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Juri Strumpflohner mainly operates in the web sector developing rich applications with HTML5 and JavaScript. Beside having a Java background and developing Android applications he currently works as a software architect mainly dealing with the .Net technology stack. When he’s not coding or blogging about his newest discoveries he is practicing Yoseikan Budo where he owns a 2nd DAN. Juri is a DZone MVB and is not an employee of DZone and has posted 51 posts at DZone. You can read more from them at their website. View Full User Profile

"Developing Windows Store Apps with HTML5 and JavaScript" - a Review

09.19.2013
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Today, I received the second book (after JavaScriptMVC) for which I had participated in the technical review process: “Developing Windows Store Apps with HTML5 and JavaScript."

Doing the technical review was, again, a pleasant experience. It is interesting to see the book develop and it is motivating to see your (hopefully) valuable comments and remarks being added to its contents. I’m looking forward to possibly publishing my own book in the near future. :)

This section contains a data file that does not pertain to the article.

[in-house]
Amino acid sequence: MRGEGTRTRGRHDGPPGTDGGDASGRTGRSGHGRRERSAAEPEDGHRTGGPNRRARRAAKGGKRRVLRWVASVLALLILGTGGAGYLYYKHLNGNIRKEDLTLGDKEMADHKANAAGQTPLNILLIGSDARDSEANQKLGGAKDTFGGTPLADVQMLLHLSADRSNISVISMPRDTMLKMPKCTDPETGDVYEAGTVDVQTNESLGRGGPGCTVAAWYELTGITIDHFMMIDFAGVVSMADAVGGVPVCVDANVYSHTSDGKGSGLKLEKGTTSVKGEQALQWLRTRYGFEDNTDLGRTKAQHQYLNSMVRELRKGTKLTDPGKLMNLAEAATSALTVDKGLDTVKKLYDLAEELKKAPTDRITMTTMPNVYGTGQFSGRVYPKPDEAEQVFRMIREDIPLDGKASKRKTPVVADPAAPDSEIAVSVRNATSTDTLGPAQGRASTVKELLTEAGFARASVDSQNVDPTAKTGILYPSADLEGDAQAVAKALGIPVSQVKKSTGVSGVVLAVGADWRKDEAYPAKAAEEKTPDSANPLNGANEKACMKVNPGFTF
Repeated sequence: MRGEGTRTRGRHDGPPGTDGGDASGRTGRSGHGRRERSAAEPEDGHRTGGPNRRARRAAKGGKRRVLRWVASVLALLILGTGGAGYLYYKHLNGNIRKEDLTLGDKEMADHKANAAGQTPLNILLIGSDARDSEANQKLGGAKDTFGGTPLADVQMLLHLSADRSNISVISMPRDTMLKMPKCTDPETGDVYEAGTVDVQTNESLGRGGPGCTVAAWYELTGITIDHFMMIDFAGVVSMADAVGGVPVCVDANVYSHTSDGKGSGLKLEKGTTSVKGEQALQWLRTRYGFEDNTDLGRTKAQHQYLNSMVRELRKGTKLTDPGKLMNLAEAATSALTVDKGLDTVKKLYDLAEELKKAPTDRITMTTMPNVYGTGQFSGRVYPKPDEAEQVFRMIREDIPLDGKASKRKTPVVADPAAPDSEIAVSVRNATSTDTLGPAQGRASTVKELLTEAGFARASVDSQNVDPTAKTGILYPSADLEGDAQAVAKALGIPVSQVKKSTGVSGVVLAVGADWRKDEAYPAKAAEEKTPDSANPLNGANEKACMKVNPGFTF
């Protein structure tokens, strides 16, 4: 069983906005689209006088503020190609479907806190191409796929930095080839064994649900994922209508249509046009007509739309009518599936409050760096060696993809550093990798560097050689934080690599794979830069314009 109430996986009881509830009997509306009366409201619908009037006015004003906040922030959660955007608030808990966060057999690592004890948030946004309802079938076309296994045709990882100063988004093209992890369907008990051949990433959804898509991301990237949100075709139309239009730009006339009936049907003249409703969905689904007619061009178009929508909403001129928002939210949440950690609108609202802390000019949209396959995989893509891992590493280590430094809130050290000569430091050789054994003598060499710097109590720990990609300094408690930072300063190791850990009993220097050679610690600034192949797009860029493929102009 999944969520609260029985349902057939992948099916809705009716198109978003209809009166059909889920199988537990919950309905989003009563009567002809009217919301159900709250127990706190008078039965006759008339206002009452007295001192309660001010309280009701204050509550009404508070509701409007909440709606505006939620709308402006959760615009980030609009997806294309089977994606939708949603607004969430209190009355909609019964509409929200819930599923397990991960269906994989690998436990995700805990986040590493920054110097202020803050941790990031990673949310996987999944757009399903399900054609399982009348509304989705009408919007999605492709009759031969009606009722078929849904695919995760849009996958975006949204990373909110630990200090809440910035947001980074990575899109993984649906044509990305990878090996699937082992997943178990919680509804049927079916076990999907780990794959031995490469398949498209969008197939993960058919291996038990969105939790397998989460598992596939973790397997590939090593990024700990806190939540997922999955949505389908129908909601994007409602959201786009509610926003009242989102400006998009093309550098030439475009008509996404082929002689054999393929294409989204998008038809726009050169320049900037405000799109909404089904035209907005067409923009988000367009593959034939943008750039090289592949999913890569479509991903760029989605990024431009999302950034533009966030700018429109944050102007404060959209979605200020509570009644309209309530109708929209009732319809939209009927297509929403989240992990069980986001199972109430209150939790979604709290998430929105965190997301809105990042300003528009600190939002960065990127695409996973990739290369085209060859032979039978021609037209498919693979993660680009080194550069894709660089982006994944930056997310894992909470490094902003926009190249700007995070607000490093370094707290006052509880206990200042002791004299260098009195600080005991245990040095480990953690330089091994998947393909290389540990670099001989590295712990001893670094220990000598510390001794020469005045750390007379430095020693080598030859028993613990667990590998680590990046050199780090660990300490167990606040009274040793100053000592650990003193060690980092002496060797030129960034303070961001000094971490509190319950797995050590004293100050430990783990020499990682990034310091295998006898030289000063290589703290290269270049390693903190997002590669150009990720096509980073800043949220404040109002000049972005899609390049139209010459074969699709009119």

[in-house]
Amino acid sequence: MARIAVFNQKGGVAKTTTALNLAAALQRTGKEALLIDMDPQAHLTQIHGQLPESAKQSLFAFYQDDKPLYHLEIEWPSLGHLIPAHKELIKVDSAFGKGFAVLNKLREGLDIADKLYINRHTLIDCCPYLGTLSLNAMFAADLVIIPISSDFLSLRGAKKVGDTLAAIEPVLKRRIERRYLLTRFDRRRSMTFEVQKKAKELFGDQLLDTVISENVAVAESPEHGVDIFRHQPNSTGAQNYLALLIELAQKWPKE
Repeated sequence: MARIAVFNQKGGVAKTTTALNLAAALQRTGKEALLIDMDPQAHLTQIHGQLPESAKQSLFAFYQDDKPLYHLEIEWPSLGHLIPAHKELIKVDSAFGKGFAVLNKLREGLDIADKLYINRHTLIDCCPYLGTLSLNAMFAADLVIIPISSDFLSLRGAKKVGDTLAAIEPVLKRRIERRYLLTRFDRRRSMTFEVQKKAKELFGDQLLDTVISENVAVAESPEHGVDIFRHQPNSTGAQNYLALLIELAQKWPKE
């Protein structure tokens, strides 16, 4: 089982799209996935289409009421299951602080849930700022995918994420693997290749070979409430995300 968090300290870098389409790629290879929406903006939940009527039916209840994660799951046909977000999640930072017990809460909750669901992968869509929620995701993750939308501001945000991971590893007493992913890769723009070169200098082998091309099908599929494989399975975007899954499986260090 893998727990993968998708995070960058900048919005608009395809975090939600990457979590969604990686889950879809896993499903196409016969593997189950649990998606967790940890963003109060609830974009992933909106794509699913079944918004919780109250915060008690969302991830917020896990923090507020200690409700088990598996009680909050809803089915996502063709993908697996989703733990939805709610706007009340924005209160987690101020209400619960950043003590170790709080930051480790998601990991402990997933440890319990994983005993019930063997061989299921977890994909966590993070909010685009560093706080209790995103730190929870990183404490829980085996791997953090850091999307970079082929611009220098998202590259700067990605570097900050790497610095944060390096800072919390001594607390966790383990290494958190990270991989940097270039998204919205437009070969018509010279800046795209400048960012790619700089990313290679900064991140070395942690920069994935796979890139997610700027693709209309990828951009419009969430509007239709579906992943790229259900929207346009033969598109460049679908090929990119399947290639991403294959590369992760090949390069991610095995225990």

Developing Windows Store Apps with HTML5 and JavaScript is really for someone who wants to get started with Win8 app development. You don’t know any HTML5? CSS3? Shouldn’t be an issue. The book gets you up to speed by starting with basic HTML5 structure, introducing semantic elements, and continues with an extensive outline of styling concepts with CSS3. I found this quite useful, as I often encounter web developers not knowing enough or even not caring about CSS, although I personally find it to be an important part of a fully-fledged web developer.

So, What Am I Going to Learn from the Book?

You’ll learn most of what you’d need to successfully create and deploy your first Windows 8 application:

  • The basics in HTML5, CSS3 and the Win8 JavaScript programming model (chapters 1 to 3)
  • The necessary toolings and predefined project templates (chapter 4)
  • The most important UI controls, data binding strategies and UI design patterns (chapter 5 to 7)
  • How to authenticate your users by using Windows Live Connect (chapter 8)
  • How to add menus and commands (chapter 9)
  • Publishing and deployment on the Windows App Store (chapter 10)

And as a bonus, chapter 11 quickly introduces how XAML can be used as an alternative to HTML5 and JavaScript.

If you’re interested, then you might want to consult the website of the book.

Enjoy!

Published at DZone with permission of Juri Strumpflohner, author and DZone MVB. (source)

(Note: Opinions expressed in this article and its replies are the opinions of their respective authors and not those of DZone, Inc.)